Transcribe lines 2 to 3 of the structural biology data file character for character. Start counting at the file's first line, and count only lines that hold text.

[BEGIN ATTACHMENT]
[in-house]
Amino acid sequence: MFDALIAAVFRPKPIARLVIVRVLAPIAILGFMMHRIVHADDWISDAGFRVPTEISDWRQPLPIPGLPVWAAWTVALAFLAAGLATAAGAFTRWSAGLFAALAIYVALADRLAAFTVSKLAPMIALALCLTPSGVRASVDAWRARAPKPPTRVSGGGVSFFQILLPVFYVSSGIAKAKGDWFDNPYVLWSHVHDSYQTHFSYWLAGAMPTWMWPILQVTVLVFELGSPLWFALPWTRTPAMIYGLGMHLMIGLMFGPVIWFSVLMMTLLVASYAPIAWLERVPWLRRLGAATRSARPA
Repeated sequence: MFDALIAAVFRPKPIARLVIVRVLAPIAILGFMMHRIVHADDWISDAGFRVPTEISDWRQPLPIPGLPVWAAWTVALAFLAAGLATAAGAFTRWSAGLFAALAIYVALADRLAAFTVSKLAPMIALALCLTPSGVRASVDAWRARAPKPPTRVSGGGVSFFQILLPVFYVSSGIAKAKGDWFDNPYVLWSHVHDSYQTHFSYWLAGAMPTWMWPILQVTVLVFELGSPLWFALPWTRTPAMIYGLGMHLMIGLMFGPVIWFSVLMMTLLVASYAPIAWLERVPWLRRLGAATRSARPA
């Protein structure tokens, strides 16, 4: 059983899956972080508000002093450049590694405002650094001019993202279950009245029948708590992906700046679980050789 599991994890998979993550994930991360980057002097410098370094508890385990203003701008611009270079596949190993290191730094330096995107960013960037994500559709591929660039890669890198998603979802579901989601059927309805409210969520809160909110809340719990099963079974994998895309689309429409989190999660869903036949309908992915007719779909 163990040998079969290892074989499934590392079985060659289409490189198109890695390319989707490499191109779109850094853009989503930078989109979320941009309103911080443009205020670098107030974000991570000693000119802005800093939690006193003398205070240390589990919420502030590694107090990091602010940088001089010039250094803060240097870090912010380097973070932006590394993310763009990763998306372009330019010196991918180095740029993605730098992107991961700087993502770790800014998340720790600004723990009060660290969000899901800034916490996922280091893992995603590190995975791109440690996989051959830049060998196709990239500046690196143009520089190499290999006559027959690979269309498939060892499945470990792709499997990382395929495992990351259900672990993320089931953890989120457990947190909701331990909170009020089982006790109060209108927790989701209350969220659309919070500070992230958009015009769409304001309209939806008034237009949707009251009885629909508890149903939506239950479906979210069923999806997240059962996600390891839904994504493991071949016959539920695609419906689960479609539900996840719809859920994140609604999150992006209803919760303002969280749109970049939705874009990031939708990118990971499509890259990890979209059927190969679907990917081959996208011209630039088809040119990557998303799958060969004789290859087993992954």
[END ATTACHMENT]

Amino acid sequence: MFDALIAAVFRPKPIARLVIVRVLAPIAILGFMMHRIVHADDWISDAGFRVPTEISDWRQPLPIPGLPVWAAWTVALAFLAAGLATAAGAFTRWSAGLFAALAIYVALADRLAAFTVSKLAPMIALALCLTPSGVRASVDAWRARAPKPPTRVSGGGVSFFQILLPVFYVSSGIAKAKGDWFDNPYVLWSHVHDSYQTHFSYWLAGAMPTWMWPILQVTVLVFELGSPLWFALPWTRTPAMIYGLGMHLMIGLMFGPVIWFSVLMMTLLVASYAPIAWLERVPWLRRLGAATRSARPA
Repeated sequence: MFDALIAAVFRPKPIARLVIVRVLAPIAILGFMMHRIVHADDWISDAGFRVPTEISDWRQPLPIPGLPVWAAWTVALAFLAAGLATAAGAFTRWSAGLFAALAIYVALADRLAAFTVSKLAPMIALALCLTPSGVRASVDAWRARAPKPPTRVSGGGVSFFQILLPVFYVSSGIAKAKGDWFDNPYVLWSHVHDSYQTHFSYWLAGAMPTWMWPILQVTVLVFELGSPLWFALPWTRTPAMIYGLGMHLMIGLMFGPVIWFSVLMMTLLVASYAPIAWLERVPWLRRLGAATRSARPA